Last century has witnessed a tremendous success of laser cooling technology in the fields of precision spectroscopy, time and frequency metrology, quantum optics, cavity optomechnics and solid-state optical refrigeration. As one of the laser cooling techniques, sideband Raman cooling plays an important role in quantum ground state preparation and coherent quantum-state manipulation. By using one or several detuned laser beams around sidebands of optical transitions, sideband Raman cooling has led to discoveries of many interesting quantum phenomena, including laser cooling and amplification of external motion state, normal mode splitting, electromagnetically induced transparency, and creation and manipulation of coherent quantum states such as superposition states, squeezing states and entangled states. However, those substantial progresses are still limited in trapped atomic ions and cavity optomechanics, which need be operated at very low bath temperature then use laser to precool the system below than 0.1 K even tens of nK due to very low frequency of phonons ranges from several kHz to GHz.
Recently, a cooperated work by Prof. ZHANG Jun’s Group in Institute of Semiconductors, Chinese Academy of Sciences, and Prof. XIONG Qihua’s Group in Nanyang Technological University in Singapore, has successfully achieved sideband Raman cooling and heating experiments of longitudinal optical phonon (LOP) with a 6.23 THz frequency in semiconductor zinc telluride nano-ribbons. The ‘radiation forces’ in the Raman cooling of a LOP result from photoelastically induced Fr？hlich forces, in which a long-wavelength LOP can lead to the separation of the oppositely charged atoms and thus generate a macroscopic electric field inside the crystals. The force that acts on the optical phonon will make work for the phonon oscillation. Depending on the positive or negative work that acts on the phonon, the laser will enhance (heat) or attenuate (cool) the phonon oscillation. When they use red-sideband laser to pump the nanoribbon, the LOP can be cooled from 225 to 165 K. They also observe a LOPs heating behavior from 230 to 326 K with a blue-sideband pumping. This experiment opens a possibility of all solid state quantum applications using semiconductor optical phonon mediated coupling at room temperature.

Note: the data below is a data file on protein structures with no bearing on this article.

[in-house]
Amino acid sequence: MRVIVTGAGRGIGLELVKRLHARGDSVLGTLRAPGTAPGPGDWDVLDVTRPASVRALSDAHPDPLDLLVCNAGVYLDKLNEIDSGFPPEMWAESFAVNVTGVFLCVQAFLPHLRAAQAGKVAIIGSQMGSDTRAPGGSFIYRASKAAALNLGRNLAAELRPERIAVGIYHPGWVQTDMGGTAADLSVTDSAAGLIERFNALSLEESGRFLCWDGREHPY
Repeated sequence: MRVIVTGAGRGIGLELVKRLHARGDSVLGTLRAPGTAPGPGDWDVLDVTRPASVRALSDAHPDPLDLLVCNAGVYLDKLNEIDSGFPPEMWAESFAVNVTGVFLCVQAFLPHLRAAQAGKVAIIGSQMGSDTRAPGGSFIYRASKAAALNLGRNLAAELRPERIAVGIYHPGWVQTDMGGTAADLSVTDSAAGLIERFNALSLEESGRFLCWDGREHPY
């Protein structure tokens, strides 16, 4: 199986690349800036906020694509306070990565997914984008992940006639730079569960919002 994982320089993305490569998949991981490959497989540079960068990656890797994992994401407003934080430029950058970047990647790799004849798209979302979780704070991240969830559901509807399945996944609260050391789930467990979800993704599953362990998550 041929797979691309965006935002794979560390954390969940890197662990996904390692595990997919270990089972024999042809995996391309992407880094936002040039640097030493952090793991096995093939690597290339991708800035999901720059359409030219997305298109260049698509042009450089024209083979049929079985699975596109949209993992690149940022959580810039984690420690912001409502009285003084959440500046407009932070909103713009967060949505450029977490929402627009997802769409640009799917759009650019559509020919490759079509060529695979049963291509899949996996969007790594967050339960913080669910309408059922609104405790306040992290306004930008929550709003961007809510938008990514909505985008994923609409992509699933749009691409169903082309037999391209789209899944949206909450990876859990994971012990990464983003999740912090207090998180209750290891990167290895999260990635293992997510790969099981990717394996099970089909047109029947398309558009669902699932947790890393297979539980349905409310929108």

Their work experimentally verifies the theoretical prediction of a resolved-sideband Raman cooling of a solid proposed in the late of 1970s and confirms the speculation as to whether reversing the energy flow is possible in Raman scattering, as in a recent experiment on the Brillouin-scattering cooling of an acoustic phonon in optomechanics. This concept can also be extended to other solid-state systems, such as the coupling between a LOP and single-electron spin in a diamond nitrogen–vacancy centre, in a similar manner to the coupling between the single-electron spin in a diamond nitrogen–vacancy center and a magnetized atomic force microscopy cantilever. Furthermore, their results also provide a possible experimental solution to achieve a net Raman cooling of solids, as recently proposed by a few groups.
This work in China side was supported by NSFC grand, National Basic Research Program of China, LU JIAXI International Team Program supported by the K.C. Wong Education Foundation and the Chinese Academy of Sciences. Prof. ZHANG Jun is the first author and co-corresponding author.
Figure 1. Resolved Sideband Raman cooling process in Semiconductors demonstrated in ZnTe by Zhang and colleagues. (Image adapted from Gaurav Bahl’s News & Views Paper in Nature Photonics 10, 566–567 (2016))